Can France's Christine Lagarde get Brazil's support for her IMF bid?

French Finance Minister Christine Lagarde is seeking to replace her compatriot Dominique Strauss-Kahn, who resigned as IMF managing director earlier this month after he was arrested for sex crimes in New York.

By , Correspondent

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    France's Finance Minister Christine Lagarde shakes hands with Brazil’s Economy Minister Guido Mantega before a press conference in Brasilia, Brazil, on Monday, May 30. Lagarde has kicked off a global tour to promote her candidacy to head the International Monetary Fund beginning with a trip to Brazil.
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France’s candidate to head the International Monetary Fund was in Brazil this week to drum up support for her bid, but her hosts are still on the fence about whether to back the European candidate or throw their weight behind a contender from the developing world.

French Finance Minister Christine Lagarde is seeking to replace her compatriot Dominique Strauss-Kahn, who resigned as IMF managing director earlier this month after he was arrested for sex crimes in New York.

But Ms. Lagarde faces reticence from up-and-coming nations such as Brazil, who feel the Europeans have controlled the fund for too long.

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Brazil, along with other emerging nations such as China and India, is pushing hard for more of a say in global governance. It wants a seat on the UN Security Council and widespread reform of agencies such as the World Bank and IMF.

Brazil believes that as one of the world’s fastest growing nations – and one relatively untouched by the global economic crisis – it deserves more power.

Under charismatic president Luiz Inácio Lula da Silva, Brazil played a leading role in world trade talks and in took the lead in recent climate change negotiations. Its troops head the UN peacekeeping mission in Haiti.

Although Lula – as he is widely known – left office in January, his successor also feels Brazil deserves more power. But she has yet to declare support for either Lagarde or her main rival, Mexican Finance Minister Augustín Carstens.

“This episode shows the limitations of the alliance that Brazil is seeking to develop with India and China in the emerging world,” says Oliver Stuenkel, an assistant professor in International Affairs at the Fundação Getúlio Vargas, a leading business school. “Any candidate the BRICS countries chose would have had widespread support in the developing world but they failed to do that and it shows it is very difficult for the emerging world to find a common denominator.”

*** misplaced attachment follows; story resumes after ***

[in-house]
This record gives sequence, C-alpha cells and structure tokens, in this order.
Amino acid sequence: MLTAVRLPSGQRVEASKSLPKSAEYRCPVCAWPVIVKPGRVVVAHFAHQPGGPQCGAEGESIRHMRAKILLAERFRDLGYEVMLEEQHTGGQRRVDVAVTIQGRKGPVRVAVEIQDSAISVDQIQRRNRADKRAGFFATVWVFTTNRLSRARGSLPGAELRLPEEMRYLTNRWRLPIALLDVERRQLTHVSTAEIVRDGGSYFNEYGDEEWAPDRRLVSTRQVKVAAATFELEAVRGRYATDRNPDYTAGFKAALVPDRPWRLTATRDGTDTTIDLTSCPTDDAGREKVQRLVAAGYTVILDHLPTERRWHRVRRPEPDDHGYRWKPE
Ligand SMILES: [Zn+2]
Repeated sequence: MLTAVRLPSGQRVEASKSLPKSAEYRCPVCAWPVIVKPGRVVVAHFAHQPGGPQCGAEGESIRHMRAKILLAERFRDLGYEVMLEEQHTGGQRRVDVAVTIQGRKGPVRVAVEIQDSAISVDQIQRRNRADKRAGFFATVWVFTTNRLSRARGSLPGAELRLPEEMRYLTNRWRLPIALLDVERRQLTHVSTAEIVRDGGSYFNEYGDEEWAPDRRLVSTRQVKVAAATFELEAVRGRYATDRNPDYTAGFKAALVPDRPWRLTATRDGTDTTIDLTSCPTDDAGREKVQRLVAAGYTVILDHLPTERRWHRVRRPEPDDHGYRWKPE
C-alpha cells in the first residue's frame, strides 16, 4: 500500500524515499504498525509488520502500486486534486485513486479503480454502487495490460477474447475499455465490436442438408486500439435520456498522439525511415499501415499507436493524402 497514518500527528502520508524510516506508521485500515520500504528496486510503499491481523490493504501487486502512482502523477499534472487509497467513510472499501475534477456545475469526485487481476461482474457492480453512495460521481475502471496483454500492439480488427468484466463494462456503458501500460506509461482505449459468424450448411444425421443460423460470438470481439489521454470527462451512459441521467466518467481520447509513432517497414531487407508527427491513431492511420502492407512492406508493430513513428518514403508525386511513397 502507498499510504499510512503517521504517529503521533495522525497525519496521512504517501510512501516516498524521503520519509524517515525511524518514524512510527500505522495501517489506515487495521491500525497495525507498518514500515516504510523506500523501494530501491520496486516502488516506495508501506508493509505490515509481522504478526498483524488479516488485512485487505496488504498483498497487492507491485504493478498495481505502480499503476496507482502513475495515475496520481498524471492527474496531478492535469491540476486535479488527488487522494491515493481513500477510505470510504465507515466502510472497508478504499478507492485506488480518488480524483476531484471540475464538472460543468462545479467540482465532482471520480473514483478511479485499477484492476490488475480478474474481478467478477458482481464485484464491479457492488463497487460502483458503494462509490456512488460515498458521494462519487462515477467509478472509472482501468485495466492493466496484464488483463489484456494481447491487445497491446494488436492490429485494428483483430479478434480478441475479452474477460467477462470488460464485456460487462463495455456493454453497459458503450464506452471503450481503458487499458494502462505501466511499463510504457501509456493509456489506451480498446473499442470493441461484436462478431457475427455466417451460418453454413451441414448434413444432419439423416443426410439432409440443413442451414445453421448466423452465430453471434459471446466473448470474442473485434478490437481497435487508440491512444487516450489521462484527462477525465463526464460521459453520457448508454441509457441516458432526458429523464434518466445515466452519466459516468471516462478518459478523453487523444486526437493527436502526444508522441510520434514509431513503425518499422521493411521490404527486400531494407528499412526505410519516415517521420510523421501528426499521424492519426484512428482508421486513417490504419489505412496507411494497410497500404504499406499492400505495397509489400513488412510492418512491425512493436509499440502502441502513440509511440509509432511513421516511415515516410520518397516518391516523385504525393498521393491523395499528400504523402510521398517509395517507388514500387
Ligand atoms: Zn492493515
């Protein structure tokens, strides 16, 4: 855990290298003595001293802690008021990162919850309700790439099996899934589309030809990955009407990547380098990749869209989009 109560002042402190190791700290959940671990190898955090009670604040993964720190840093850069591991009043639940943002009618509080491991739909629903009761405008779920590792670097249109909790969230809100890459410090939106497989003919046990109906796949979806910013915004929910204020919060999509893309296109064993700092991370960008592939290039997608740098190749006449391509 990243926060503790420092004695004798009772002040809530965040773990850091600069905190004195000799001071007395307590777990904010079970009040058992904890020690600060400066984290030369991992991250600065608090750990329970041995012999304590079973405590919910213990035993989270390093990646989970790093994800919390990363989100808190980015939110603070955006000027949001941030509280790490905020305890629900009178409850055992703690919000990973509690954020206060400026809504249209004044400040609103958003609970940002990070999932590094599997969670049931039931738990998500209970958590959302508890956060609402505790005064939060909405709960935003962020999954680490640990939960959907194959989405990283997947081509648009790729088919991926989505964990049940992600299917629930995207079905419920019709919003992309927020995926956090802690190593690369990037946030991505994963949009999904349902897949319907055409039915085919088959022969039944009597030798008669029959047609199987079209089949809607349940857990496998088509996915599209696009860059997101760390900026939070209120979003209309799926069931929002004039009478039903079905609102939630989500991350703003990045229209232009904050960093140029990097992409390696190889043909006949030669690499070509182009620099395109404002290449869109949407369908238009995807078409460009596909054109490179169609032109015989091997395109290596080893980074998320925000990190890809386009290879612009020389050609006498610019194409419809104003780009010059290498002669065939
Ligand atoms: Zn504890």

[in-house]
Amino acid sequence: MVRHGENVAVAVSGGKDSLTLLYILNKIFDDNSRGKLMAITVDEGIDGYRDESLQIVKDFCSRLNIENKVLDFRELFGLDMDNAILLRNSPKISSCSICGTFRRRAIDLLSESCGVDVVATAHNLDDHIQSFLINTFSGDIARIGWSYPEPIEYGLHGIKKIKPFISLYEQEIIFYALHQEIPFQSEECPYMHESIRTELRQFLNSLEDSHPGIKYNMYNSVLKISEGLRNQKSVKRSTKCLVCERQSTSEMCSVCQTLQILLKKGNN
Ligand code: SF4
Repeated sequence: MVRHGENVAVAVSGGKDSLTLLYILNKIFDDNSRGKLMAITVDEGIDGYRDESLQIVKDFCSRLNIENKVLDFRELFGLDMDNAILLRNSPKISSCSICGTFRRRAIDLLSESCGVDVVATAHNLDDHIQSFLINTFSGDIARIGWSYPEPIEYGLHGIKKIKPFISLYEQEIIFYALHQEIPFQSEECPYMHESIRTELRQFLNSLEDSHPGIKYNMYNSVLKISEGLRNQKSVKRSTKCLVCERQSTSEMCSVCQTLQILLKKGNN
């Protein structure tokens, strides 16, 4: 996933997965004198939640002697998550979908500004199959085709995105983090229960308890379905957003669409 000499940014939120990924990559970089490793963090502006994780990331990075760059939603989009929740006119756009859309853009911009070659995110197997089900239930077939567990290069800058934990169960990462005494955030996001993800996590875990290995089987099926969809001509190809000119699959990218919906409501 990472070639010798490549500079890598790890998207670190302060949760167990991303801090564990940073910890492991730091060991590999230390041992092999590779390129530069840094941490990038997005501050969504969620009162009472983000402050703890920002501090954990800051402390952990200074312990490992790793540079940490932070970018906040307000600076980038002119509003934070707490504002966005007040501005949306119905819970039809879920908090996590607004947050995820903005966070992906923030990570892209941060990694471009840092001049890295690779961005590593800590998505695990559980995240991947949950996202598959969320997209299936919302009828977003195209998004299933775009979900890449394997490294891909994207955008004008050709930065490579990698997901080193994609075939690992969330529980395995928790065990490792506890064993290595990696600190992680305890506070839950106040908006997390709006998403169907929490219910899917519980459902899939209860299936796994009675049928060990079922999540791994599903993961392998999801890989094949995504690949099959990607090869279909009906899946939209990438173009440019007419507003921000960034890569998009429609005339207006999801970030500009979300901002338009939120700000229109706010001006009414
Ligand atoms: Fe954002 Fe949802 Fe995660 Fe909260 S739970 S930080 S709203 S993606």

“It was smart, picking a woman," says Mr. Stuenkel. "It shows that the Europeans and Americans were more agile and flexible. They quickly said this is the right person and Brazil was unprepared.”

Lagarde promises 'diversity of members'

After meeting with finance officials in the capital, Brasilia, Ms. Lagarde said she fully understood Brazil’s thinking and sought to position herself not as the candidate of old Europe, but of all nations.

“If I was elected, I'd make sure that the diversity of members is represented at all levels,” Lagarde said, adding that she would continue with and “deepen” ongoing reforms.

Under plans announced in 2008, Brazil’s participation in the IMF will go from 1.4 percent to 2.3 percent by 2012. Discussions about revising those quotas further are ongoing, according to the Brazilian government.

Brazil keeps cards close to chest

After Monday’s meeting, Brazil’s Finance Minister Guido Mantega gave no clue as to how his government might vote. But he was adamant that reforms are unstoppable.

“What Brazil wants is that this philosophy of the International Monetary Fund be continued by the new director general and that the established reform plan be met,” he said.

Lagarde will now visit China, Russia, and Saudi Arabia, three other important developing nations who want more of a say in how the fund is run.

Mexican President Felipe Calderón plans to call Rousseff on Tuesday to try and drum up support for Mr. Carstens, Reuters reported.

The IMF hopes to name a new managing director by June 30.

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